July 18 2011
Maybe Not This Time, But Social Security Reform Has to Be on the Table
Carrie L. Lukas
Leftist feminist groups are aghast that Social Security has been dragged into the debt-ceiling discussion. They were rightfully horrified by the president's warning that Social Security checks might not go out next month absent a deal (a transparent political ploy designed to scare seniors and manipulate Congress: There is no reason that Social Security checks can't go out regardless of what happens with the debt ceiling).
These women's groups also object to the floated idea that changes to the growth rate of future Social Security benefits could be considered as a part of deal. They want Social Security "off the table."
While certainly it's unlikely that entitlement reform will be a part of any debt-ceiling deal, ultimately Social Security reform will have to become a priority.
Maria Freese, director of government relations of the Washington-based National Committee to Protect Social Security and Medicare, justifies her contention that policymakers should just leave Social Security alone, by claiming that "the program has a $2.6 trillion surplus that will enable every American to receive full benefits for the next 25 years."
Yet American taxpayers know that they can take little comfort from the $2.6 trillion "surplus" in the Social Security Trust Fund. Those Trust Fund bonds are really another taxpayer liability. The Social Security Administration can cash in those bonds when the programs runs a deficit (as it is this year) but policymakers still have to come up with the money. This means repaying Social Security's Trust Fund will further squeeze the rest of the budget or lead to the issuing of new debt.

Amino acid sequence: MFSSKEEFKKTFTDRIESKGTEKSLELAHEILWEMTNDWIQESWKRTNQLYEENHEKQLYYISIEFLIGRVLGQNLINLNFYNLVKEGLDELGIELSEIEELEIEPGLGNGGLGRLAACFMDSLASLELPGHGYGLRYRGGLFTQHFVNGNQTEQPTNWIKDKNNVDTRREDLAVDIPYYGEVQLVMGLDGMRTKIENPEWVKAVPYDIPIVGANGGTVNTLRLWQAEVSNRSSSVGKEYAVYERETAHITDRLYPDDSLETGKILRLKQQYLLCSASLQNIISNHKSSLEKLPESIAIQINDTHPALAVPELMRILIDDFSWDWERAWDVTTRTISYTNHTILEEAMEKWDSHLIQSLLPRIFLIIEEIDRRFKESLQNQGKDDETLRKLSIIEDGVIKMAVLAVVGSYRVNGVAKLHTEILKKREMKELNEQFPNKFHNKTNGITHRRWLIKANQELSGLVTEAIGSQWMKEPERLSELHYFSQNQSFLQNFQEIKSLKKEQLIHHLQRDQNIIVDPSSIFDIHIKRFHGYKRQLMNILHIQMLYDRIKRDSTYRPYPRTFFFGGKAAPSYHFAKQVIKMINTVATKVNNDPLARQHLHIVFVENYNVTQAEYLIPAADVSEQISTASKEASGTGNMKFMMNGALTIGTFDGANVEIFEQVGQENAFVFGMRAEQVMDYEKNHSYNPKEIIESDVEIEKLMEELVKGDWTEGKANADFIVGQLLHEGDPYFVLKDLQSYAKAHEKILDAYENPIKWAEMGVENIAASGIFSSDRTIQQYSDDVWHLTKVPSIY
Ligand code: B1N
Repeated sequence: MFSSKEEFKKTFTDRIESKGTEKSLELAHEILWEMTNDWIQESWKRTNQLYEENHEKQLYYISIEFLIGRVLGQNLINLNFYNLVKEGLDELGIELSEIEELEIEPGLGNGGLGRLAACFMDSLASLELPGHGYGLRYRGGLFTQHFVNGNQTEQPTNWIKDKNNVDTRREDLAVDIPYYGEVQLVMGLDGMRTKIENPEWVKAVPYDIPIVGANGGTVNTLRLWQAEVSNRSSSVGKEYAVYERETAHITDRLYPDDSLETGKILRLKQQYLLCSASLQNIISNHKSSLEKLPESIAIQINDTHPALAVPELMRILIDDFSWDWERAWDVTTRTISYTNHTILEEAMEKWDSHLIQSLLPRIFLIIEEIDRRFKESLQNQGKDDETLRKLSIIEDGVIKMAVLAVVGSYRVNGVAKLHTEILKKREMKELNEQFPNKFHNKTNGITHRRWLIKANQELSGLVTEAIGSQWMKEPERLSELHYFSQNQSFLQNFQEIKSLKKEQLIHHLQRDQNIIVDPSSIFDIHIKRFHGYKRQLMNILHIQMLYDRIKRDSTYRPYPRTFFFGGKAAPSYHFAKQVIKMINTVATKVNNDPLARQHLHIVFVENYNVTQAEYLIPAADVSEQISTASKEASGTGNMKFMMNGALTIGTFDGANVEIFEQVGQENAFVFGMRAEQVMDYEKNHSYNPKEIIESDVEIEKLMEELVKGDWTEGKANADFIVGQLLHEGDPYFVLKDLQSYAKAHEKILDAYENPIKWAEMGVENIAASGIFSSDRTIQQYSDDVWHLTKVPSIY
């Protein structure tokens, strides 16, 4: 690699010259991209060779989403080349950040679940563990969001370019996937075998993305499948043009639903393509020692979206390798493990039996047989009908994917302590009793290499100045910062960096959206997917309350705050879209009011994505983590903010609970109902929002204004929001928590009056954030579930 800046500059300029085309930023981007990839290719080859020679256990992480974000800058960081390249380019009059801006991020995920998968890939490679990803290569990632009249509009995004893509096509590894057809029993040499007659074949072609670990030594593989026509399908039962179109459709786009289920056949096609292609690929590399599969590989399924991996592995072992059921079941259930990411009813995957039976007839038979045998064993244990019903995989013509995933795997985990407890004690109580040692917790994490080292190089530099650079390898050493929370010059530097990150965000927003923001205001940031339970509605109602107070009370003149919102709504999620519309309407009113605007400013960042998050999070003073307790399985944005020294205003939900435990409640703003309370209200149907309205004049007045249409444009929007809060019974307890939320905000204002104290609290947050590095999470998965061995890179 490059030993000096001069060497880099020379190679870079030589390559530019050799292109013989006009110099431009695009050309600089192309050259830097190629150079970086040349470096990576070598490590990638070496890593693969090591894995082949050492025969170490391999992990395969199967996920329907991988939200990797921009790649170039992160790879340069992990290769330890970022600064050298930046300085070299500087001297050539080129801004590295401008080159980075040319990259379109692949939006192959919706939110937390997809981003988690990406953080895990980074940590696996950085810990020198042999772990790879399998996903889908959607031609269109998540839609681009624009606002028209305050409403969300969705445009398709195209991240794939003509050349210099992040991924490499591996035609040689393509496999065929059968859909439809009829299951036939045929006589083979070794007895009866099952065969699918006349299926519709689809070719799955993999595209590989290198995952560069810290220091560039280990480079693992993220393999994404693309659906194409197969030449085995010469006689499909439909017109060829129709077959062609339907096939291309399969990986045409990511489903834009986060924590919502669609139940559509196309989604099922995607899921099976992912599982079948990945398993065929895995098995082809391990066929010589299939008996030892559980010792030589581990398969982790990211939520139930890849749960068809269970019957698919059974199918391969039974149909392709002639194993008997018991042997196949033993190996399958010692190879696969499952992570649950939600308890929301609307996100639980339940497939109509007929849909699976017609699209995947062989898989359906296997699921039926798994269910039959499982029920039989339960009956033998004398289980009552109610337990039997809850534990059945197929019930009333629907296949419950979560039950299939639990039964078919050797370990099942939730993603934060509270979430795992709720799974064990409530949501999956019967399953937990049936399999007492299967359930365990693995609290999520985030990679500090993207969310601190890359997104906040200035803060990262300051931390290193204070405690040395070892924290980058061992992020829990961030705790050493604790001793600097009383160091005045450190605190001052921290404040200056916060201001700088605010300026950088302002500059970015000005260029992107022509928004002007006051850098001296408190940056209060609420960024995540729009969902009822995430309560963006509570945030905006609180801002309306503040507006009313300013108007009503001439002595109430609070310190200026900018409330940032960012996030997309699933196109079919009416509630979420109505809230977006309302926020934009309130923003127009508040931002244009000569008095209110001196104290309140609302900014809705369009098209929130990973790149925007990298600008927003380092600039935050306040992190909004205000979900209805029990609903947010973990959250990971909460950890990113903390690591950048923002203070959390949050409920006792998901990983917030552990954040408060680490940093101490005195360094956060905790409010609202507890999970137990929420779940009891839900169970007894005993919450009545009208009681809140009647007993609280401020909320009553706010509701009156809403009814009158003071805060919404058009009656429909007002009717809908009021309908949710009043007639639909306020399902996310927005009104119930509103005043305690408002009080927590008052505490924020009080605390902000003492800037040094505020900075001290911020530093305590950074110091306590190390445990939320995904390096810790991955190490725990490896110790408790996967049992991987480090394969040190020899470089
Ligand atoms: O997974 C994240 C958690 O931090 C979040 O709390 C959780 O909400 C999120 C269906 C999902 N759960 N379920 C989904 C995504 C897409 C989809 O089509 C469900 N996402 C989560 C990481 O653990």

Women and seniors should ignore the statements of Maria Freese and the numerous others who oppose any changes to Social Security. In reality, essentially all current proposals to reform Social Security exempt those in or near retirement, and tend to reduce benefits only for those who these liberal groups would characterize as "the rich" if we were talking about taxes. IWF's Sabrina Schaeffer also describes why the current Social Security system, even if it were sustainable, is less than ideal for women, and is based on an outdated vision of women's role in society. We can and need to do better moving forward.
In fact, one of the few bright spots in this entire debt-ceiling debate has been the president's admission that our nation's entitlement programs are drivers of our long-term debt problems, and need reform. Recognizing this simply truth is an important first step in opening up a conversation about how to better structure these programs so that they can continue without burying future generations in debt.